Just when you thought the world’s collective business bookcase could bear no more weight, along comes a publication worth shoving aside some of the standards for. Business Mojo: Achieving Success Through Mystical Exploration, steers blessedly clear of the usual relentlessly practical and tiresomely predictable preoccupations of business literature and concentrates, instead, on, shall we say, less conventional approaches for achieving success on the corporate landscape.
The only prerequisite for appreciating the thing? An open mind.
This is a book, after all, that includes chapters called things like “Workplace Colors” and “Financial Spirituality.” Aimed equally at New Age aficionados and “business people who’ve never given thought to anything but the bottom line,” Business Mojo will “open your eyes to possibilities, and bridge the gap between the mystical and practical.” Or so sister and brother authors Judy and Dan Smith believe.
“We take business success in a different direction,” Judy Smith explains. While she acknowledges the necessity of such workaday considerations as marketing and sales, she urges businesspeople to consider the usefulness of other techniques, as well, like astrology, numerology, feng shui, visualization and so-called “business magic.”
If, for example, you balance a crystal on your office telephone, you’ll be rewarded with an influx of calls from prospective clients looking to spend money with your firm. By putting your incoming cheques in a red envelope for 24 hours, your demonstration of gratitude will assure further payments. And so on.
“The main thing,” says Judy Smith, who runs a bulk mailing firm near Philadelphia, “is, instead of concentrating on the basic guidelines of business and worrying about my finances and how I’m going to do certain things, I kind of ask the universe to provide those answers for me.”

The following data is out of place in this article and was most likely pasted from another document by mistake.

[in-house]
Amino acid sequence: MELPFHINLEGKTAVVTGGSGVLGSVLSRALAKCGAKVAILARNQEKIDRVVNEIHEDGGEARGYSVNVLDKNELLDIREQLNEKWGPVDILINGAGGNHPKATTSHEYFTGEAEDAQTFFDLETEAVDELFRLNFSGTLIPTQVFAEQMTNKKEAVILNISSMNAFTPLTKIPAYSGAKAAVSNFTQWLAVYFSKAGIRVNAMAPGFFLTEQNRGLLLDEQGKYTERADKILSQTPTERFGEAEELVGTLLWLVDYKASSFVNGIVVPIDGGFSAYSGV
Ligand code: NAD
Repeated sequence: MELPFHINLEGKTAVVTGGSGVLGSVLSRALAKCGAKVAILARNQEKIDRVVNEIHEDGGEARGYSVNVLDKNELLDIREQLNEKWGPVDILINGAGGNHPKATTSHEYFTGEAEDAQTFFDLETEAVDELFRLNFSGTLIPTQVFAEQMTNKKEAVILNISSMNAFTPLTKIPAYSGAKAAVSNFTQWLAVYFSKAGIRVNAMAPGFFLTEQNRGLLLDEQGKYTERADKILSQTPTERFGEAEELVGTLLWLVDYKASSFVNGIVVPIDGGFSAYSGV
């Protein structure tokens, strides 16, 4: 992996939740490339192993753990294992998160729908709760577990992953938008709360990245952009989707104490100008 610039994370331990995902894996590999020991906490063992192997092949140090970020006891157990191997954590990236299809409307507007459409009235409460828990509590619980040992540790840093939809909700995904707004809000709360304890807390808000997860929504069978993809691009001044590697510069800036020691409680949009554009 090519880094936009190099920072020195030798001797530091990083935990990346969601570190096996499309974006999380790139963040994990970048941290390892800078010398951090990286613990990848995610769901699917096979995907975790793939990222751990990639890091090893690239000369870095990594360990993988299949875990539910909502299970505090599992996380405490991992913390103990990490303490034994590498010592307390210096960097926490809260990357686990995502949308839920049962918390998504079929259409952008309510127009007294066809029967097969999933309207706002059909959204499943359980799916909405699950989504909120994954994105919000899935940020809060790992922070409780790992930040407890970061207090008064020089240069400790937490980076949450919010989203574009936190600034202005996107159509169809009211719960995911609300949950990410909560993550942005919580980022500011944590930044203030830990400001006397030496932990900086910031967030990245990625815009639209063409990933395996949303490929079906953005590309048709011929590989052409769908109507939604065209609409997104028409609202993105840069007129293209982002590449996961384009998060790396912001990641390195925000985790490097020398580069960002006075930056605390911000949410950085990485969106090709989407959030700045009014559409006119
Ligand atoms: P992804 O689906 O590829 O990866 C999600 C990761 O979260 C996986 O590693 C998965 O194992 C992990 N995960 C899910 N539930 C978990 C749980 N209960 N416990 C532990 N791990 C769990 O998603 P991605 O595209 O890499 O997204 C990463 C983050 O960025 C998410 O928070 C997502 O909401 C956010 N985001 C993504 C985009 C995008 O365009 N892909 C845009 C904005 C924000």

Some tips from the book:
• Brush up on feng shui, the Chinese study of both seen and unseen energy, before setting up your office. Design a clean space that’s welcoming of visitors (always arrange your desk in the direction of the door) and free of clutter. “An environment that makes you happier is more conducive to creativity, positive thinking and effective working,” says Smith.
• Acquaint yourself with the numerological and astrological signs of your coworkers and business associates. Understanding how the language of numbers defines your colleagues’ strengths and weaknesses makes for more cohesive cooperation.
• Watch the calendar when deciding on a launch date for your company and pick a time most favoured by the lunar cycle. Some phases of the moon, the Smiths contend, are simply cursed for business-building activity.
• Keep all your computer and electronic cables tidy. Wrap them in plastic tubing or just conceal them with a piece of posterboard. “This isn’t just so your office looks neat,” says Smith. “Clusters of exposed wires represent confusion and disarray. The subconscious effect is real and powerful and can decrease your productivity.”
• And if it all sounds like a lot for the average small businessperson to apply, Smith encourages folks to adopt the new ideas in stages. “Start with your surroundings, and don’t focus on it intensely—just incorporate a little bit here and there.”